"As we have seen, the Greek gods, in Nietzsche's view, were glorified self-portraits, expressions of profound self-esteem. From this we can infer, yet again, that gods who promote, not human self-loathing, but rather human self-esteem will inhabit the 'shrine' that belongs to Nietzsche's ideal future. This is why he speaks of his ideal as the 'reverse' of Christianity: his second 'revaluation of values' is, in outline, simply the cancellation of the first." (page 470)
The work's third essay begins with the rather brilliant acknowledgment that, since all human "knowledge" is a matter of "perspective", the more perspectives a human being is capable of "assimilating" the greater that individual's knowledge of things will be. Philosophy is uniquely qualified to prepare for this process of assimilation. Nietzsche then proceeds to attempt his own experiment in assimilation by taking a closer look at Christianity. Ordinarily, he considers the religion a detriment to relevant modern living. But, he admits, it has a positive side from a historical perspective. Nietzsche primarily focuses on how the "ascetic ideal" affected the basis for morality and how its residual effects fundamentally undermine the necessary elevation of self-esteem that is most needed in modern society.
"Having criticized the tradition of objectivity, he feels it incumbent on him to develop his own account. Rather than thinking of objectivity as disinterestedness, he suggests, we should think of it as 'having in our power our "fors" and "againsts" so that, with respect, precisely, to the difference in perspectives and affective interpretations, one knows how to make them useful from the point of view of knowledge'. Since there is only perspectival 'knowing', he continues, 'the more affects we allow to speak about a thing, the more eyes, various eyes we know how to bring to bear on the same thing, the more complete will be our 'concept' (Begriff) of the thing, our 'objectivity'. But to eliminate the will completely and turn off the emotions without exception, assuming we could, would that not be to castrate the intellect?'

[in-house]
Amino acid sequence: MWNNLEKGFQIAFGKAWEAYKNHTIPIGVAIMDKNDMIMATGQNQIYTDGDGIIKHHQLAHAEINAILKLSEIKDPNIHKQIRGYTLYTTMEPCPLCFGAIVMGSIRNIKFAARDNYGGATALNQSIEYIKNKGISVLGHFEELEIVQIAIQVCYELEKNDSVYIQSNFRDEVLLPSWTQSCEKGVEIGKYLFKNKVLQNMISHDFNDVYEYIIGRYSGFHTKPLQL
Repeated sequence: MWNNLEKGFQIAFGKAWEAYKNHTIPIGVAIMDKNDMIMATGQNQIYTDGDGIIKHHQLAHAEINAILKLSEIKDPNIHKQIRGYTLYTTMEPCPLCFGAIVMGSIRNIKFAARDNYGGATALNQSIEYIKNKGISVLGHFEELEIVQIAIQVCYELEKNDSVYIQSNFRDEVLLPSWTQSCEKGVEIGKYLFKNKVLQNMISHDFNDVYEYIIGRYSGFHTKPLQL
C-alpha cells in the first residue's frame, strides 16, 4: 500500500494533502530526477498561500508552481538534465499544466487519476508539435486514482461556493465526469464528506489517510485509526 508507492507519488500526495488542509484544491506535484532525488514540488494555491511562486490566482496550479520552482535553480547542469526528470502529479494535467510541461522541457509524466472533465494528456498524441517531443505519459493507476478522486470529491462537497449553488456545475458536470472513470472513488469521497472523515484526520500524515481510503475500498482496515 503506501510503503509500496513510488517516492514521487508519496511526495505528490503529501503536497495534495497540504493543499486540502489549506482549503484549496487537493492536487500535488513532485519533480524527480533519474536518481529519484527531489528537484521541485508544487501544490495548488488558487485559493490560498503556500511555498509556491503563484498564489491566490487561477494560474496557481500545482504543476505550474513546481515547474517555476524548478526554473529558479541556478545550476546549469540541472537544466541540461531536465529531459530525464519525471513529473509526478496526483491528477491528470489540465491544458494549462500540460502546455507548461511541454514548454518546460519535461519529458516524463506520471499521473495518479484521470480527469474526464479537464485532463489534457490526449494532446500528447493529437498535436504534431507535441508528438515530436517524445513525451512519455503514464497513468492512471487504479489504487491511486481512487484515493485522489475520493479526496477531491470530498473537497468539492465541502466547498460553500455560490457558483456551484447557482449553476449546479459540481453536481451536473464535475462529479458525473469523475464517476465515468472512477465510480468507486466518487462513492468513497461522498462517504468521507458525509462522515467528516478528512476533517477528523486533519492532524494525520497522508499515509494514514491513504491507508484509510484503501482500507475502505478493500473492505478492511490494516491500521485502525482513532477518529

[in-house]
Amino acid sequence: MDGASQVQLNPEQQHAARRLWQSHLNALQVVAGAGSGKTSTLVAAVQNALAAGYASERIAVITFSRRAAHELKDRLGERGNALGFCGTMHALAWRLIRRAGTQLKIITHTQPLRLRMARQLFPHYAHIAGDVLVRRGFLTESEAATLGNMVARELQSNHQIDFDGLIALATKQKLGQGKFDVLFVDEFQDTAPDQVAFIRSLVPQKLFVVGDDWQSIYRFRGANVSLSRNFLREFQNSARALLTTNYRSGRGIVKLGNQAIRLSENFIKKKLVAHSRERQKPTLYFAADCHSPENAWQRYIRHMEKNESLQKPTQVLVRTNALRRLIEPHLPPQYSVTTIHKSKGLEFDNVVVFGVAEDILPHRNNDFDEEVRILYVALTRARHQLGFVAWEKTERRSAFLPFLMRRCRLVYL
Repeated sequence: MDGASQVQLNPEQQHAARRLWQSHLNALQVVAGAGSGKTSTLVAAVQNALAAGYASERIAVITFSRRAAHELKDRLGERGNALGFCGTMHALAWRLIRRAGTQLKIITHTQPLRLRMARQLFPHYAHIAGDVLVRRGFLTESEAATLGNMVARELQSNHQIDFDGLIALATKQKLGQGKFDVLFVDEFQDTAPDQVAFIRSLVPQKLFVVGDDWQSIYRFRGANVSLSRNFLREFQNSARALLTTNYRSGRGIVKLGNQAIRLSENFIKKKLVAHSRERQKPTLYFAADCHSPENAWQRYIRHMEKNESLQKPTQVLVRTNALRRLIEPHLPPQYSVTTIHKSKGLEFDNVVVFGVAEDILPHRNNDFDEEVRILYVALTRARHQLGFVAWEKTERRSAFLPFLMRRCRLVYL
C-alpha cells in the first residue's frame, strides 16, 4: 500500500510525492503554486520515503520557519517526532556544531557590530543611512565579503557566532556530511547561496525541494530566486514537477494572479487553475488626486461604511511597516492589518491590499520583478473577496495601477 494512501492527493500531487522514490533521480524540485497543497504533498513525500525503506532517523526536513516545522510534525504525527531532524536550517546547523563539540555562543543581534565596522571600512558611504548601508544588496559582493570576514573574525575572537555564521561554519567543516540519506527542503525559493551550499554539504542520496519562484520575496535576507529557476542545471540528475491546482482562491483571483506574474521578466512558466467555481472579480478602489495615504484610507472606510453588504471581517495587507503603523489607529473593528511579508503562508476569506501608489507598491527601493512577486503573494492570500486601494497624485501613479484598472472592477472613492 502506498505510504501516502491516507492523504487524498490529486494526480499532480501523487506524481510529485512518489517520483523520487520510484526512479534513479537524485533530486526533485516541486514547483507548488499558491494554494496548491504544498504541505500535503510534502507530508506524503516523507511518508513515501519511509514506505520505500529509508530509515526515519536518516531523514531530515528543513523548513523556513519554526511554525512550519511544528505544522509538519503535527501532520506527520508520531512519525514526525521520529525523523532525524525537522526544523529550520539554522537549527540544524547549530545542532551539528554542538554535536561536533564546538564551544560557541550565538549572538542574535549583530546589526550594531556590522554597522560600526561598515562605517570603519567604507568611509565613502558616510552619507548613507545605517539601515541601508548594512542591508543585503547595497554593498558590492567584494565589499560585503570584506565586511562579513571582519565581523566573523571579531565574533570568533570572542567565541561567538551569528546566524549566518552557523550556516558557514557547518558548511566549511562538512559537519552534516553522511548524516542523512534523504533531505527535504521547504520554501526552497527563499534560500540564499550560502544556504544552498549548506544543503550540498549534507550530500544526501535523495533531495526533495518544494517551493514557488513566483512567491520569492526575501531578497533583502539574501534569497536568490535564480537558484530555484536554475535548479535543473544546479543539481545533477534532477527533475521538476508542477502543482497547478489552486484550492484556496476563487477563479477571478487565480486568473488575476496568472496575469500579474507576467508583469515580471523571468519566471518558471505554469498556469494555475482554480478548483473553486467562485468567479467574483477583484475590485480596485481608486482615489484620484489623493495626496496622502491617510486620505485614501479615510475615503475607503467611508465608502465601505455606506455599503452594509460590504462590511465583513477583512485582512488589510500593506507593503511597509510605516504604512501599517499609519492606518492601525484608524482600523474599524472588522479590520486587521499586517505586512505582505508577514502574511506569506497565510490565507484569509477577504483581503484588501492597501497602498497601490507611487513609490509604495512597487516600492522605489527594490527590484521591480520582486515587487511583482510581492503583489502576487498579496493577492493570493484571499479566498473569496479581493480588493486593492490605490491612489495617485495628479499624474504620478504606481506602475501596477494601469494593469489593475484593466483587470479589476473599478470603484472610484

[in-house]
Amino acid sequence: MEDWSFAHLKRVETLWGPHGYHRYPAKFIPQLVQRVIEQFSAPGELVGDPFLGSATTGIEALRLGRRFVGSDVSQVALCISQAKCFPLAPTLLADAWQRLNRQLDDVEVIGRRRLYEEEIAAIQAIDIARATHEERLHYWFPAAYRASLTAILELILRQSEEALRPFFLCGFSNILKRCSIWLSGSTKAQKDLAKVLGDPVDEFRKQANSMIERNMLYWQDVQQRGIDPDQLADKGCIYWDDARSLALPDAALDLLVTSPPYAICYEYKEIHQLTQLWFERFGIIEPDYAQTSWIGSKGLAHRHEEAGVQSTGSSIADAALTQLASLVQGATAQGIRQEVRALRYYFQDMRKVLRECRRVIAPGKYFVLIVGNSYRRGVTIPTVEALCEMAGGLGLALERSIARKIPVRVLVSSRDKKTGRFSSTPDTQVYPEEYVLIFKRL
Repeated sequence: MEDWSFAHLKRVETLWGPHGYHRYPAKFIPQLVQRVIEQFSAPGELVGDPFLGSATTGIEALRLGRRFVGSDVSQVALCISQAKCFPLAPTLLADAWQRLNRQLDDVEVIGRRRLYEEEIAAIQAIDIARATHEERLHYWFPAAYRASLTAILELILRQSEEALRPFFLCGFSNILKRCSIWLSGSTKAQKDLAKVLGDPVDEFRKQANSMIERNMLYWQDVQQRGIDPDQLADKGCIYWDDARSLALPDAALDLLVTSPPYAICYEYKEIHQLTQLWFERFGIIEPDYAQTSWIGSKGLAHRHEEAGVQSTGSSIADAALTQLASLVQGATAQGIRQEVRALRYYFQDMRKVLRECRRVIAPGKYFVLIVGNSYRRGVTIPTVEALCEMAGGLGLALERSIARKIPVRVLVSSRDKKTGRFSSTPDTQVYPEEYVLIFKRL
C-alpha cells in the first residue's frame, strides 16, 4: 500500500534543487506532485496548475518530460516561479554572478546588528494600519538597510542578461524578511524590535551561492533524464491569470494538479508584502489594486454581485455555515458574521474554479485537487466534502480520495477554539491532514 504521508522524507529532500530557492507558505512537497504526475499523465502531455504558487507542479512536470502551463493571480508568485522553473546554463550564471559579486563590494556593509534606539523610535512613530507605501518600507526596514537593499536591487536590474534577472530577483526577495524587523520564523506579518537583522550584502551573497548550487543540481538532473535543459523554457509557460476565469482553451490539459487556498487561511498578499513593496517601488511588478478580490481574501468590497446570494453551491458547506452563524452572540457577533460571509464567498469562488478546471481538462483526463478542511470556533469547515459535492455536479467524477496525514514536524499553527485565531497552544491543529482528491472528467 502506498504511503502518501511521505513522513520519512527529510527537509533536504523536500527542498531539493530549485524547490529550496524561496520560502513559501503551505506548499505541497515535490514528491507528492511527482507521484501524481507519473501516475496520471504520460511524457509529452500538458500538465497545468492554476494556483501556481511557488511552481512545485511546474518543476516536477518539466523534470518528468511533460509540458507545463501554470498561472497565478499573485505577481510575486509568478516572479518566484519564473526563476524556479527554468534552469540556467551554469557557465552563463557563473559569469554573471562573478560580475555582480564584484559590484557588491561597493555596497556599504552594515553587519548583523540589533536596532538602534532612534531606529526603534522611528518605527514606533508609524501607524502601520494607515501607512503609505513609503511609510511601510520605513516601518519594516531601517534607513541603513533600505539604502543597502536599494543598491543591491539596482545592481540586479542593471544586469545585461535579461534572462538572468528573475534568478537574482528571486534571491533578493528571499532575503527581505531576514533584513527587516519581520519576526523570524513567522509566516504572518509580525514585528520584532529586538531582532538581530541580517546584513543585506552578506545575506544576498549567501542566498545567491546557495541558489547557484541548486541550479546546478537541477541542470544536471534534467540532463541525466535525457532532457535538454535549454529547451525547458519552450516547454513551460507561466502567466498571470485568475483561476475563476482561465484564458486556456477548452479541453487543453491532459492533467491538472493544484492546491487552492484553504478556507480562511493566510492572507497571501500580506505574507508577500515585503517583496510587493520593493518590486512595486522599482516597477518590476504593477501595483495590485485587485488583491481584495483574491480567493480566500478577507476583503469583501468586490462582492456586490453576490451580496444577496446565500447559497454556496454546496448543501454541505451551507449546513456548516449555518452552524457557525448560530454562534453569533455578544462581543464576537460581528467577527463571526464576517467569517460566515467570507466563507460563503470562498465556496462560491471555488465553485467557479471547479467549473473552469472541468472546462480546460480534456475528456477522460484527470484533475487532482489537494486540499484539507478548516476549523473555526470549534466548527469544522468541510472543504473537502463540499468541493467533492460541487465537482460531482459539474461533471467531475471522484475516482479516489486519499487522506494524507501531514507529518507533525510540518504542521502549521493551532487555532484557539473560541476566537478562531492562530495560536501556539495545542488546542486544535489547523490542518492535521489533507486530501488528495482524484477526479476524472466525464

"The basic idea, then, is to admit the perspectival, interest-impregnated nature of knowing and then assemble as many perspectives as possible. The big question is: how can a bunch of 'affective interpretations', perspectives, possibly end up producing something one could call 'objectivity'? How can adding a whole lot of, as one might again call them, 'spins', add up to something that is unspun?" (pp. 474-475)
"One of his great strengths as a philosopher, which coexists, paradoxically, with his taste for radically biased polemics, is his fair mindedness. Consistently, his itemizing of the downside of, for example, Christianity is balanced, sooner or later, by admission of its upside. Christianity gave us a meaning of life, made us more spiritual....The more aspects of Christianity one assembles the more 'complete' is one's knowledge of it and the better placed one is to decide whether it has been, on balance, a good thing or a bad thing." (p. 476)
"What is really going on, Nietzsche says, is that /'the ascetic ideal springs from the protective and healing instinct of a degenerate life'/. He continues by saying that the priest's success in gaining widespread acceptance of the ascetic ideal 'reveals a major fact, the sickliness of the type of man who has lived up to now, at least of a tamed man.' The ascetic priest is the incarnation of his wish...to be elsewhere', his 'nausea' and 'fatigue'. The ascetic priest makes himself the leader of the whole herd of failures, 'the disgruntled and underprivileged' and actually persuades them to 'retain their hold on life'. He achieves this because the ascetic ideal's big 'No' brings with it a host of 'tender Yeses'." (page 477)
"So how, contrary to appearances, does the ascetic priest with his Christian propaganda, the ascetic ideal, preserve the life of the 'slave' classes? First, the priest defends the 'sick' against healthy nobles....Second, the priest protects the slaves against envy of the healthy (and so against the futility of a 'ghetto uprising'....Third, the ascetic priest defends the herd against 'anarchy and the ever-present threat of inner dissolution'. The threat exists because, as Zarathustra puts it, 'the weak who have to serve the strong seek to be masters of the weaker still'.
"The fourth and, it seems to me, by far the most important life-preserving effect to the ascetic ideal, Nietzsche reserves, for dramatic effect, to the very end of the essay, section 28. Whatever its downside, the ascetic ideal gave us a 'meaning' of life. This meant that 'the will was saved', saved from 'non-meaning'. And the fact is that 'man would rather will nothingness that not will'. 'Any meaning', that is to say, 'is better than no meaning at all'." (pp. 477-478)
"The basic point, here, is that because we have retained Christian morality we have inevitably retained the thought of man as a flawed, sinful being. The gap between the Christian 'ought' and the natural 'is' is as large as ever. But this, Nietzsche suggests, leaves post-metaphysical humanity even worse than before. We have retained the disease, the perceived need for 'redemption' from the flesh, but have lost the remedy. The result is that any kind of an Eastern guru, or salvation-mongering artist like Wagner, has a ready market, since the will to abandon this world for a better one - life-denial, in other words, 'nihilism' in Nietzsche.s most fundamental use of the term - is the basic character of modernity." (pp. 478-479)